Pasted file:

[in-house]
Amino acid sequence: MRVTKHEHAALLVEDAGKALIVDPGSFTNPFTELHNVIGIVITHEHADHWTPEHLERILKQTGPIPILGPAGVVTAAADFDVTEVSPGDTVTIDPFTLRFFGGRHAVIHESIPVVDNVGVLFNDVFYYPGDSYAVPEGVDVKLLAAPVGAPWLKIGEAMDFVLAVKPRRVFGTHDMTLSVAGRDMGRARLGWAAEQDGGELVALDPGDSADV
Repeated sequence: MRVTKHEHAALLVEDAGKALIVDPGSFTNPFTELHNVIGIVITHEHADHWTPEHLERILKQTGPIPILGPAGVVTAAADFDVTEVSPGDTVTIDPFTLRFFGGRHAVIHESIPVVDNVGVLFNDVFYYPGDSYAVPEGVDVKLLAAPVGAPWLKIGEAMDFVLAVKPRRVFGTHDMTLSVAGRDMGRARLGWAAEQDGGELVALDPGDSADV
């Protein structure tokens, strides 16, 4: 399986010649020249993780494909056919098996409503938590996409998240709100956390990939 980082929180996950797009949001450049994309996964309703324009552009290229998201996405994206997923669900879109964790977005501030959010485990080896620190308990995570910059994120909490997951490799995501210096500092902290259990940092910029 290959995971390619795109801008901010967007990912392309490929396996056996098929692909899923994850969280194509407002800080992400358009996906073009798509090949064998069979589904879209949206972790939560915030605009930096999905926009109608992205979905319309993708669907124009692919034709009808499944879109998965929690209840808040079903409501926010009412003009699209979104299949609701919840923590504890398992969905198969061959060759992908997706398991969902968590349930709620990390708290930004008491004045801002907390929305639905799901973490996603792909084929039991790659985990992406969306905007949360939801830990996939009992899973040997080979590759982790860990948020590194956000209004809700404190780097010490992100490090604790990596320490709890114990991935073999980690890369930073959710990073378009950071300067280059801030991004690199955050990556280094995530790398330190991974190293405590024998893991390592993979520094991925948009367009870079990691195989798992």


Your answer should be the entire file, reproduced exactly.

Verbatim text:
[in-house]
Amino acid sequence: MRVTKHEHAALLVEDAGKALIVDPGSFTNPFTELHNVIGIVITHEHADHWTPEHLERILKQTGPIPILGPAGVVTAAADFDVTEVSPGDTVTIDPFTLRFFGGRHAVIHESIPVVDNVGVLFNDVFYYPGDSYAVPEGVDVKLLAAPVGAPWLKIGEAMDFVLAVKPRRVFGTHDMTLSVAGRDMGRARLGWAAEQDGGELVALDPGDSADV
Repeated sequence: MRVTKHEHAALLVEDAGKALIVDPGSFTNPFTELHNVIGIVITHEHADHWTPEHLERILKQTGPIPILGPAGVVTAAADFDVTEVSPGDTVTIDPFTLRFFGGRHAVIHESIPVVDNVGVLFNDVFYYPGDSYAVPEGVDVKLLAAPVGAPWLKIGEAMDFVLAVKPRRVFGTHDMTLSVAGRDMGRARLGWAAEQDGGELVALDPGDSADV
């Protein structure tokens, strides 16, 4: 399986010649020249993780494909056919098996409503938590996409998240709100956390990939 980082929180996950797009949001450049994309996964309703324009552009290229998201996405994206997923669900879109964790977005501030959010485990080896620190308990995570910059994120909490997951490799995501210096500092902290259990940092910029 290959995971390619795109801008901010967007990912392309490929396996056996098929692909899923994850969280194509407002800080992400358009996906073009798509090949064998069979589904879209949206972790939560915030605009930096999905926009109608992205979905319309993708669907124009692919034709009808499944879109998965929690209840808040079903409501926010009412003009699209979104299949609701919840923590504890398992969905198969061959060759992908997706398991969902968590349930709620990390708290930004008491004045801002907390929305639905799901973490996603792909084929039991790659985990992406969306905007949360939801830990996939009992899973040997080979590759982790860990948020590194956000209004809700404190780097010490992100490090604790990596320490709890114990991935073999980690890369930073959710990073378009950071300067280059801030991004690199955050990556280094995530790398330190991974190293405590024998893991390592993979520094991925948009367009870079990691195989798992």